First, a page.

Analogy of being: likeness to God in all things, on the basis that effects bear some trace of a likeness to their cause — see also maior dissimilitudo.
Creatio ex nihilo: Latin “creation out of nothing” — teaching of Abrahamic faiths that God did not create using pre-existing matter, and, therefore, that nothing is coeval with God.
Imago dei: Latin “image of God” — teaching that human beings bear God’s image and likeness, following Genesis 1.12.
Immanence and transcendence: that God is intimately present to the world (immanence), and entirely independent of it (transcendence); the profundity of the former rests on the profundity of the latter.
Maior dissimilitudo: phrase from the Fourth Lateran Council (AD 1215) — the whole runs “no similarity between creator and creature can be expressed without acknowledging a yet greater unlikeness.”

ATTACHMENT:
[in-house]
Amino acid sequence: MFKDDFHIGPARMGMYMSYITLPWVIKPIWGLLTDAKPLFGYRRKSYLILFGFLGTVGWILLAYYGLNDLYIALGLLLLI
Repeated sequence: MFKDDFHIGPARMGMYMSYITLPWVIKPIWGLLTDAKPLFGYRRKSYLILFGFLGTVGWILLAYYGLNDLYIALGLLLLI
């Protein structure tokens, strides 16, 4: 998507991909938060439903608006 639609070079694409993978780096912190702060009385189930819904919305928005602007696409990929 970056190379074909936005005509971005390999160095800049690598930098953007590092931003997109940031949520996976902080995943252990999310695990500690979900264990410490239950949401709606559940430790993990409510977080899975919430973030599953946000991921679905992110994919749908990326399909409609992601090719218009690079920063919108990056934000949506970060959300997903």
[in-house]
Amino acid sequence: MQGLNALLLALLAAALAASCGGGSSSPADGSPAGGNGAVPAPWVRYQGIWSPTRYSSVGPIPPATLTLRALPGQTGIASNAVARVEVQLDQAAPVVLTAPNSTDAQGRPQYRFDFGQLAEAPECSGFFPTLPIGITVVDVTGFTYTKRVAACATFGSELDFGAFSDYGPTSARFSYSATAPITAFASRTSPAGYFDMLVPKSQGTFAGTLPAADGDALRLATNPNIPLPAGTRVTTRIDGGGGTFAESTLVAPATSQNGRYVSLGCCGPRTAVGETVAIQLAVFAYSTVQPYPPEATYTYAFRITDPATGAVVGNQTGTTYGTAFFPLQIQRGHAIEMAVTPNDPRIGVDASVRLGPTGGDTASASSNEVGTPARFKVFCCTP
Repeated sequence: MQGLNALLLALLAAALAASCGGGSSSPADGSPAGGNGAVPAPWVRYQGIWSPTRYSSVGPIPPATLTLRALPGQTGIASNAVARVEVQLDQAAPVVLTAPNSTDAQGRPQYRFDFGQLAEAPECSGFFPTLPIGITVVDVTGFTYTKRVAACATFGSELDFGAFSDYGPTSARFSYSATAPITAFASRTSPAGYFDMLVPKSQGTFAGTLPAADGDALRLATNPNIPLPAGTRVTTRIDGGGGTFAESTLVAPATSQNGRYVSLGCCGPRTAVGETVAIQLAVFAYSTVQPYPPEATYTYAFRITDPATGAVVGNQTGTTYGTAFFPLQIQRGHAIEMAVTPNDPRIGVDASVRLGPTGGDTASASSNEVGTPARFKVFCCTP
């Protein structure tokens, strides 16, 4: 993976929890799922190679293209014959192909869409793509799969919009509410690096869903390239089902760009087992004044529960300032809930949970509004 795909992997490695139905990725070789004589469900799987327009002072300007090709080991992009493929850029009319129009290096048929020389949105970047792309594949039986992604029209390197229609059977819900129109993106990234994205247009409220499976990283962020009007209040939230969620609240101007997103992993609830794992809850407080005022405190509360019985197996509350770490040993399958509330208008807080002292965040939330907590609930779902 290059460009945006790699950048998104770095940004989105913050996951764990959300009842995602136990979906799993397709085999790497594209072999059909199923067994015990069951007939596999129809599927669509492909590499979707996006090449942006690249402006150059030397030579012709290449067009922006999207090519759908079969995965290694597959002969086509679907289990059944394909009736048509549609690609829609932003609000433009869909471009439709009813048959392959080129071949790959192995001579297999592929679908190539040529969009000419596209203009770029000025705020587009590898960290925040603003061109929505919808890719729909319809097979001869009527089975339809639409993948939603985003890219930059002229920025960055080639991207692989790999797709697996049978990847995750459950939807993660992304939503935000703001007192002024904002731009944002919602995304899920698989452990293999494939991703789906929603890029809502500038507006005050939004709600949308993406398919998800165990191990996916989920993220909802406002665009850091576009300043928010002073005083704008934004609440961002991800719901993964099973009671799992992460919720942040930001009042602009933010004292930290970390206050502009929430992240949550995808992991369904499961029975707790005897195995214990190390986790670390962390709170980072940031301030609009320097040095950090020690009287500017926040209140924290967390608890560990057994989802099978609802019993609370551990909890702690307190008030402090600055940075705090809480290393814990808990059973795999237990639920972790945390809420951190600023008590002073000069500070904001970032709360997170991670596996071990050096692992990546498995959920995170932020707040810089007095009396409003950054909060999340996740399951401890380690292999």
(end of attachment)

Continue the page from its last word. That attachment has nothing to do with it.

Supernatural: in theological usage, not the “paranormal” but that which lies beyond natural capacity and destiny of creatures, and is, therefore, a gift of grace.
Theodicy: response or answer to the problem of evil in relation to God; from Greek theos (God)and dike (justice), therefore “proving the justice of God”.
Vestigia Trinitatis: Latin “trace of the Trinity” — idea, associated with Augustine, that human beings bear a three-fold image of God as Trinity, particularly in memory, intellect, and will.